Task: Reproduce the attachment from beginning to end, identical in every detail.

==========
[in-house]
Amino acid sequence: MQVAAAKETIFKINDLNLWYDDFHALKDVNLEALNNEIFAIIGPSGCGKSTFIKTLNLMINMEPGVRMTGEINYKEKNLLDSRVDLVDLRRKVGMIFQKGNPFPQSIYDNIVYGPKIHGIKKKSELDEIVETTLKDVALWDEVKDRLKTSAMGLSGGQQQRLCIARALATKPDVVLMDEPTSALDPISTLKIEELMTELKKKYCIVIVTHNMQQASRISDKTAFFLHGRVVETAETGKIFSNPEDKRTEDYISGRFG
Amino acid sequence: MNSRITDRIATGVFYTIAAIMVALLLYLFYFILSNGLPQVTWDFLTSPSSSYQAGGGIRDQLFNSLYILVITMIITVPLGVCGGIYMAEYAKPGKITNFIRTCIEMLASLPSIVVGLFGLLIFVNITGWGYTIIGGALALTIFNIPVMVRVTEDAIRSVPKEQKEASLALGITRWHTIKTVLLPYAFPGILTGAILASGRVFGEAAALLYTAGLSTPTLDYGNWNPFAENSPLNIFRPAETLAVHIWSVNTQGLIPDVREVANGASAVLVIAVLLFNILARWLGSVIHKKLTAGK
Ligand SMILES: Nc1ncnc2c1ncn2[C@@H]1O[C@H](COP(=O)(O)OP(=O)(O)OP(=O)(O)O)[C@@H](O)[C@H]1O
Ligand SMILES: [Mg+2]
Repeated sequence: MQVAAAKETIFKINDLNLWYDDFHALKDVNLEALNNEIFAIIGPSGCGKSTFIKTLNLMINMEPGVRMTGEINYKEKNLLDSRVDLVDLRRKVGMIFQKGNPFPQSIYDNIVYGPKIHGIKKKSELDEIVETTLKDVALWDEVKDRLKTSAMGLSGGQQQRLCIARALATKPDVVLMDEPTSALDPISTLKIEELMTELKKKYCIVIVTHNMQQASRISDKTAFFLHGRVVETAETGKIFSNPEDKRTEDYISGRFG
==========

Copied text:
[in-house]
Amino acid sequence: MQVAAAKETIFKINDLNLWYDDFHALKDVNLEALNNEIFAIIGPSGCGKSTFIKTLNLMINMEPGVRMTGEINYKEKNLLDSRVDLVDLRRKVGMIFQKGNPFPQSIYDNIVYGPKIHGIKKKSELDEIVETTLKDVALWDEVKDRLKTSAMGLSGGQQQRLCIARALATKPDVVLMDEPTSALDPISTLKIEELMTELKKKYCIVIVTHNMQQASRISDKTAFFLHGRVVETAETGKIFSNPEDKRTEDYISGRFG
Amino acid sequence: MNSRITDRIATGVFYTIAAIMVALLLYLFYFILSNGLPQVTWDFLTSPSSSYQAGGGIRDQLFNSLYILVITMIITVPLGVCGGIYMAEYAKPGKITNFIRTCIEMLASLPSIVVGLFGLLIFVNITGWGYTIIGGALALTIFNIPVMVRVTEDAIRSVPKEQKEASLALGITRWHTIKTVLLPYAFPGILTGAILASGRVFGEAAALLYTAGLSTPTLDYGNWNPFAENSPLNIFRPAETLAVHIWSVNTQGLIPDVREVANGASAVLVIAVLLFNILARWLGSVIHKKLTAGK
Ligand SMILES: Nc1ncnc2c1ncn2[C@@H]1O[C@H](COP(=O)(O)OP(=O)(O)OP(=O)(O)O)[C@@H](O)[C@H]1O
Ligand SMILES: [Mg+2]
Repeated sequence: MQVAAAKETIFKINDLNLWYDDFHALKDVNLEALNNEIFAIIGPSGCGKSTFIKTLNLMINMEPGVRMTGEINYKEKNLLDSRVDLVDLRRKVGMIFQKGNPFPQSIYDNIVYGPKIHGIKKKSELDEIVETTLKDVALWDEVKDRLKTSAMGLSGGQQQRLCIARALATKPDVVLMDEPTSALDPISTLKIEELMTELKKKYCIVIVTHNMQQASRISDKTAFFLHGRVVETAETGKIFSNPEDKRTEDYISGRFG